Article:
Management believes that the allowance for loan losses is adequate. While management uses available information to recognize losses on loans, future additions to the allowance may be necessary based on changes in economic conditions. In addition, regulatory agencies, as an integral part of the examination process, periodically review the allowance for loan losses. Such agencies may require additions to the allowance based on their judgments about information available to them at the time of their examination.

A loan is considered impaired when, based on current information and events, it is probable that the Bank will be unable to collect the scheduled payments of principal and interest when due according to the contractual terms of the loan agreement. Factors considered by management in determining impairment include payment status, collateral value and the probability of collecting scheduled principal and interest payments when due. Loans that experience insignificant payment delays and payment shortfalls generally are not classified as impaired. Impairment is measured on a loan by loan basis for commercial and construction loans by either the present value of expected future cash flows discounted at the loan's effective interest rate, the loan's obtainable market price or the fair value of the collateral if the loan is collateral dependent.

Large groups of smaller balance homogeneous loans are collectively evaluated for impairment. Accordingly, individual consumer and residential loans are not separately identified for impairment.

Other Real Estate Owned

The Company values other real estate owned that is acquired in settlement of loans at the net realizable value at the time of foreclosure. Management obtains updated appraisals on such properties as necessary, and reduces those values for selling costs. While management uses the best information available at the time of the preparation of the financial statements in valuing the other real estate owned, it is possible that in future periods the Company will be required to recognize reductions in estimated fair values of these properties. Additional information about our other real estate owned, including our estimates of fair value as of December 31, 2013 and 2012 is included in Note 17 of our financial statements included in Item 8 below, which information is incorporated herein by reference.

Recent Developments

Memorandum of Understanding

On March 1, 2011, the Bank entered into the Consent Order with the FDIC and the S.C. Bank Board. The Consent Order required the Bank to take specific steps regarding, among other things, its management, capital levels, asset quality, lending practices, liquidity and profitability in order to improve the safety and soundness of the Bank's operations, each as described and set forth in the Consent Order.


As of March 20, 2013, the FDIC and S.C. Bank Board terminated the Consent Order and replaced it with the Memorandum of Understanding ("FDIC MOU"), which became effective on January 31, 2013. The FDIC MOU is based on the findings of the FDIC during their on-site examination of the Bank as of October 15, 2012. The FDIC MOU is a step down in corrective action requirements as compared to the Consent Order. The FDIC MOU requires the Bank, among other things, to (i) prepare and submit annual, comprehensive budgets; (ii) maintain a minimum 8% Tier one leverage capital ratio and a minimum 10% Total Risk based capital ratio; (iii) take various specified actions to continue to reduce classified assets; (iv) obtain the written consent of its supervisory authorities prior to paying any cash dividends; and (v) submit periodic reports to the FDIC regarding various aspects of the foregoing actions. The minimum capital ratios established by the FDIC in the FDIC MOU are higher than the minimum and well-capitalized ratios generally applicable to all banks. However, the Bank will be deemed "well-capitalized" as long as it maintains its capital over the above noted required capital levels. As of December 31, 2013, the Bank's Tier One Capital Ratio was 10.78% and Total Risk Based Capital Ratio was 17.61%, thus exceeding the levels required by the FDIC MOU. In addition, as of December 31, 2013, the Bank was in compliance with all of the FDIC MOU requirements.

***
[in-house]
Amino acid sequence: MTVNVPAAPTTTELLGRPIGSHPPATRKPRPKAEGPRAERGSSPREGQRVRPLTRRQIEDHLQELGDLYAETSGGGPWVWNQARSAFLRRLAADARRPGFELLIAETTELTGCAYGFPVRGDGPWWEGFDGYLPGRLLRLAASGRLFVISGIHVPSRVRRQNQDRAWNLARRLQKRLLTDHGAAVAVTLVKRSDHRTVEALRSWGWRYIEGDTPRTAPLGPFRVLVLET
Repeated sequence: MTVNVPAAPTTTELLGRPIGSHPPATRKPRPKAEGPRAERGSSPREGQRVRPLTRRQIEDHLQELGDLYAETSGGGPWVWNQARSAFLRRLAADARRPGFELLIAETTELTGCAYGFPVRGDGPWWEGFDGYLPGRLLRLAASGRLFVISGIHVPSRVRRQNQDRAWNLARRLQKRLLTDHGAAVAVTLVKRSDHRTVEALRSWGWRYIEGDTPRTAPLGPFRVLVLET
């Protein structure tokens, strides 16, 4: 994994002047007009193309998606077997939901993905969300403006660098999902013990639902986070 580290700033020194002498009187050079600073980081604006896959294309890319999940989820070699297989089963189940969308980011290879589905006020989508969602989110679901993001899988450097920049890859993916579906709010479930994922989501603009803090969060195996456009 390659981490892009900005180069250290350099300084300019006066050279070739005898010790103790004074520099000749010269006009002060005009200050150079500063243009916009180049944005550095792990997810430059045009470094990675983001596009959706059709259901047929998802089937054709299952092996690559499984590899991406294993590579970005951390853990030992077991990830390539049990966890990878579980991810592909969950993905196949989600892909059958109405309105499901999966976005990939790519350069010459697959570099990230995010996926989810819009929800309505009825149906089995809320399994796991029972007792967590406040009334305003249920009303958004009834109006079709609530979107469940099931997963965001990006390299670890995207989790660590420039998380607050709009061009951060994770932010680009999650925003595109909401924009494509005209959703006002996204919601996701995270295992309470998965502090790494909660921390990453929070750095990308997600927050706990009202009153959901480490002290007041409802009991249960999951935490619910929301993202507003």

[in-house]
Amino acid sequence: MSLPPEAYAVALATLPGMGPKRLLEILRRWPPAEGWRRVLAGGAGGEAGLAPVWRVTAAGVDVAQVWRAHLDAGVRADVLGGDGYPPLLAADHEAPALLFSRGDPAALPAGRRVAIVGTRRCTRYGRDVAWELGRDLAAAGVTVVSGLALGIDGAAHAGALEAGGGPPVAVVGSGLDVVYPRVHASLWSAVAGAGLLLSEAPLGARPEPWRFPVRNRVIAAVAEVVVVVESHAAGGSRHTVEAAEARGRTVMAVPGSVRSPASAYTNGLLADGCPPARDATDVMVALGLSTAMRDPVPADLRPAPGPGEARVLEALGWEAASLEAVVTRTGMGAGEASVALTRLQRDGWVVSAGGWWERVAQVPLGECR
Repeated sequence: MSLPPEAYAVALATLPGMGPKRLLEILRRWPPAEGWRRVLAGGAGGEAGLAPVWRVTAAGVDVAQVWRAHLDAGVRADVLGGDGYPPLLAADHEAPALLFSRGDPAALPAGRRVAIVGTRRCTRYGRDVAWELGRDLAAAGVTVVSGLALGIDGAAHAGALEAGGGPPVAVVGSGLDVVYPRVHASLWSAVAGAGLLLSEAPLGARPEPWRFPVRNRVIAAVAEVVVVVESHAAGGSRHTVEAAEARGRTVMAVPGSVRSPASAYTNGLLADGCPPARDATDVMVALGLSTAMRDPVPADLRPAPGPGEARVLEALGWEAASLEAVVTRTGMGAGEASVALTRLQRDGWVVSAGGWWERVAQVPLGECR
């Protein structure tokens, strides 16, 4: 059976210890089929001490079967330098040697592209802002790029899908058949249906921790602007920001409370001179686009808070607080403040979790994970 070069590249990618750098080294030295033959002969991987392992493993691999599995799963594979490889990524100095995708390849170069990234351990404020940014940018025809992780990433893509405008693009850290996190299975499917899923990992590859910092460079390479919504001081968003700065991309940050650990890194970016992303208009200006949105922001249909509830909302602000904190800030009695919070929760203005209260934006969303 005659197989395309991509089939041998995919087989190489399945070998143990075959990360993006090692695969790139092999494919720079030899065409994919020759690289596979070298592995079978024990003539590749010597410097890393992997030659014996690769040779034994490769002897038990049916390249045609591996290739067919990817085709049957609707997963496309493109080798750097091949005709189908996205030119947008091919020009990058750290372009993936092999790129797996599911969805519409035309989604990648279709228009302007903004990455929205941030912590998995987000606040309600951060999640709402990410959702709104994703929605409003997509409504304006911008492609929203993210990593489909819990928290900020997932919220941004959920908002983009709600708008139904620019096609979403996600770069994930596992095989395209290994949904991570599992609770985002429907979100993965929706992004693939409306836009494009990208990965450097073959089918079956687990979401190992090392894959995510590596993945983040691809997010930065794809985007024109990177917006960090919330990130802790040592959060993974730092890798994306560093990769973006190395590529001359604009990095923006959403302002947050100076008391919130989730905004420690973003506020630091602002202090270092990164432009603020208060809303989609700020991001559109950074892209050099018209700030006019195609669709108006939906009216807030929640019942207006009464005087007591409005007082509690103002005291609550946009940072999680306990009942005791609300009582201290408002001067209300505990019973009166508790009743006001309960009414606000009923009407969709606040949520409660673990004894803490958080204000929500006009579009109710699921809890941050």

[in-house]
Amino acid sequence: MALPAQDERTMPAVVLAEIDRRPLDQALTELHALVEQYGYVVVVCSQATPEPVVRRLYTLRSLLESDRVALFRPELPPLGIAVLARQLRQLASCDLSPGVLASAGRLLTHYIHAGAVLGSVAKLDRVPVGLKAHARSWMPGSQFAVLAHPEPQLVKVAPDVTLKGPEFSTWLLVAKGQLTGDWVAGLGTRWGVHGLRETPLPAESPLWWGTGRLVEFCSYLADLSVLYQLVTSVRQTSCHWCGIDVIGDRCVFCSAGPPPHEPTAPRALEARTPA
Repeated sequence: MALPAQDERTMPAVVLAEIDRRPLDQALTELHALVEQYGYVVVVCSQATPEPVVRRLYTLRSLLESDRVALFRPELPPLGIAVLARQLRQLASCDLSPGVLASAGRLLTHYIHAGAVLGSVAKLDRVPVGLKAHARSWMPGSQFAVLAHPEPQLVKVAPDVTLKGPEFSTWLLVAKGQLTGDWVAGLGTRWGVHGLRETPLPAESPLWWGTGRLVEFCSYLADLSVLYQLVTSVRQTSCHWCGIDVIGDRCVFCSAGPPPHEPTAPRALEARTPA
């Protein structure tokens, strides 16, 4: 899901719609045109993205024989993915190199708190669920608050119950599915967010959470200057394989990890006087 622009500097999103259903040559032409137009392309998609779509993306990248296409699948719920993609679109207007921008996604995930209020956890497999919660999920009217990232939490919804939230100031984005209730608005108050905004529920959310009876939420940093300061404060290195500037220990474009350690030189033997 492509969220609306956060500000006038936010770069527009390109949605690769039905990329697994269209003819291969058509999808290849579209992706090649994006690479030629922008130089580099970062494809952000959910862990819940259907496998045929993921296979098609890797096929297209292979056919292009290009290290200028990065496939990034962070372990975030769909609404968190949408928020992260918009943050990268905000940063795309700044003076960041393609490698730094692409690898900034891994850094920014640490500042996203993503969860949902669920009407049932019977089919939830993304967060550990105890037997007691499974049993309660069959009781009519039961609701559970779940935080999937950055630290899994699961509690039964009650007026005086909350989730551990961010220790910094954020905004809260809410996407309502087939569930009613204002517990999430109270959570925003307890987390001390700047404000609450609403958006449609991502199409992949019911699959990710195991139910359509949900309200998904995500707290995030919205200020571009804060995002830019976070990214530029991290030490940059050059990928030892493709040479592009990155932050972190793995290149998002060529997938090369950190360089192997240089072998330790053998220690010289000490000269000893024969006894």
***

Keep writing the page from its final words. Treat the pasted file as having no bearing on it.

A copy of the Stipulation and the Consent Order are attached collectively as Exhibit 10.1 to the Company's Form 8-K filed with the Securities and Exchange Commission on March 7, 2011. The brief description of the material terms of the Stipulation and the Consent Order set forth above does not purport to be complete and is qualified by reference to the full text of the Stipulation and the Consent Order.

A copy of the FDIC MOU is attached as exhibit 10.1 to the Company's Form 8-K filed with the Securities and Exchange Commission on March 25, 2013. The brief description of the material terms of the FDIC MOU set forth above does not purport to be complete and is qualified by reference to the full text of the FDIC MOU.

On July 7, 2011, the Company entered into the Written Agreement with the FRB. The Written Agreement was intended to enhance the ability of the Company to serve as a source of strength to the Bank. The Written Agreement's requirements were in addition to those of the Bank's Consent Order (which, as discussed above, has been terminated and replaced with the FDIC MOU) and required the Company to take specific steps regarding, among other things, compliance with the supervisory actions of its regulators, appointment of directors and senior executive officers, indemnification and severance payments to executive officers and employees, payment of debt or dividends and quarterly reporting.